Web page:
Matt: Oh, man. I could do outtakes. If I would have recorded all the outtakes, you guys would have had that at a whole another show. If you've ever seen the show RV, where you have black tank issues, any of you RV viewers know what I'm talking about. There's plenty of stories there we can talk about over a beer, but favorite locations, I think I mentioned to you previously, like Key West was amazing. We went everywhere from hanging out at like its own little RV island called Blue Water Key in Key West, and we routed through, I absolutely loved, the Texas boys would know this, Big Bend National Park. We swam in the Rio Grande, and there was a Hot Springs on the water where you can see Mexico right across the river, swim over, touch it, come back like you're not supposed to do that. But that's very fun.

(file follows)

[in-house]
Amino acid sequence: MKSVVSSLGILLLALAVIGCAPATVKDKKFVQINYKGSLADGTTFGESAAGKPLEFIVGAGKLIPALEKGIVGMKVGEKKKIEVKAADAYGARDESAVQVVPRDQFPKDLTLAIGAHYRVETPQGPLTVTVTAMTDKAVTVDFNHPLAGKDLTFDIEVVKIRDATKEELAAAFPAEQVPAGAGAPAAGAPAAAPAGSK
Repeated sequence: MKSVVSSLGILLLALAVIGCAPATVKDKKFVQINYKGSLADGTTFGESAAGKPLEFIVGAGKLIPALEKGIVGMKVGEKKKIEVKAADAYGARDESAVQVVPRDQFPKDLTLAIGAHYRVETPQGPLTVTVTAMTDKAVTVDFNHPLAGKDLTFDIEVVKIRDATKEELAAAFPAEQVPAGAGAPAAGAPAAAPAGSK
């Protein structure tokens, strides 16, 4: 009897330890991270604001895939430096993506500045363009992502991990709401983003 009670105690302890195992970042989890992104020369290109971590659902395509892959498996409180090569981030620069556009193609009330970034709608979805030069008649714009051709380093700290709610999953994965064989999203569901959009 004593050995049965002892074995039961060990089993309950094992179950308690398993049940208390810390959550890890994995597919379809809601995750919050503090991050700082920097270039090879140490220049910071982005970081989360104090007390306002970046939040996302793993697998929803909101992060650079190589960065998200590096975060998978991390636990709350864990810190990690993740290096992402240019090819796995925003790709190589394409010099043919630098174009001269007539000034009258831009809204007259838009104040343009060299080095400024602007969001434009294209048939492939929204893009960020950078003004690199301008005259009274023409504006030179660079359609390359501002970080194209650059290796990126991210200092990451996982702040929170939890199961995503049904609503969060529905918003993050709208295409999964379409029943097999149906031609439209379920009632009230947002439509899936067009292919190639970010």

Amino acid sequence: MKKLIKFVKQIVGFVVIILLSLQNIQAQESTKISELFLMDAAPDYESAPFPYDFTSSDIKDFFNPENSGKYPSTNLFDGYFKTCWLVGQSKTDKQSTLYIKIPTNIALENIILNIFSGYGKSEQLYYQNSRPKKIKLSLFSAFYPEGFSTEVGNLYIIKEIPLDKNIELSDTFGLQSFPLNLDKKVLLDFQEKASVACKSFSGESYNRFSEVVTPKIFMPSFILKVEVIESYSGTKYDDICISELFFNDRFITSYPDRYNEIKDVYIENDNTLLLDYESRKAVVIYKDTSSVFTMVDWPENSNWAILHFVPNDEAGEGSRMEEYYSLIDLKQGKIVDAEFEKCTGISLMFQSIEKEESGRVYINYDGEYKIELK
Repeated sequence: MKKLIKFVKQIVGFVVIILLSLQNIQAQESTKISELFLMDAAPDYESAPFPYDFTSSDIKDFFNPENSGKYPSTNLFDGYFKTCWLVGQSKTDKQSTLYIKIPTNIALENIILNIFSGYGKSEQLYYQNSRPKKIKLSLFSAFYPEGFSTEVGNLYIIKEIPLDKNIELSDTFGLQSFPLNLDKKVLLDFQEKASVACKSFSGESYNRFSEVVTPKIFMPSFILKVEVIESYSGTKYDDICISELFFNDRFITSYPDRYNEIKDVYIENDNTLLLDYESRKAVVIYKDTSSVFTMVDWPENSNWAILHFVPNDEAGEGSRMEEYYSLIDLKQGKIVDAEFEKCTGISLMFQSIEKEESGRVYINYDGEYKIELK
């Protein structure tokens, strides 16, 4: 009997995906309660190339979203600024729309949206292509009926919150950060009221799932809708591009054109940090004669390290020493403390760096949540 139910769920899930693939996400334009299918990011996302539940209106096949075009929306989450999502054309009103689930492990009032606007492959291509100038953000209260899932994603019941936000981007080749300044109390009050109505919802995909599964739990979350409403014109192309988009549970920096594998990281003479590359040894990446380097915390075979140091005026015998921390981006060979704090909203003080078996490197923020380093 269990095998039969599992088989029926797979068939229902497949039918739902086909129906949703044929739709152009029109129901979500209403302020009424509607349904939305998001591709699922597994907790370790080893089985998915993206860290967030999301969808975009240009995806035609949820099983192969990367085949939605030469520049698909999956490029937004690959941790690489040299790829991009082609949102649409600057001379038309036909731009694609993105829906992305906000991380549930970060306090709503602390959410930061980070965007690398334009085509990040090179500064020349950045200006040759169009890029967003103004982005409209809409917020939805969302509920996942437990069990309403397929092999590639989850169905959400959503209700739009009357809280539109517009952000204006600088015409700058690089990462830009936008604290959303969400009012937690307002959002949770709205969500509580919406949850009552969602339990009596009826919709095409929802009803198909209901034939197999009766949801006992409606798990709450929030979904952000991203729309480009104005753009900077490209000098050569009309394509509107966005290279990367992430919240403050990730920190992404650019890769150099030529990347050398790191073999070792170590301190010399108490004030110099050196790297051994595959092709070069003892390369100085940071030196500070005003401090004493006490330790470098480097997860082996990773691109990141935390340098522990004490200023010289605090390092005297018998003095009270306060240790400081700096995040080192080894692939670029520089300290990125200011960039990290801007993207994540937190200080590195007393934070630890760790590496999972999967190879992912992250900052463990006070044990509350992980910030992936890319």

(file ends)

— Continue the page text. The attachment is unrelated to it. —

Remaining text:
Ron:  We'll cut that part out of the recording.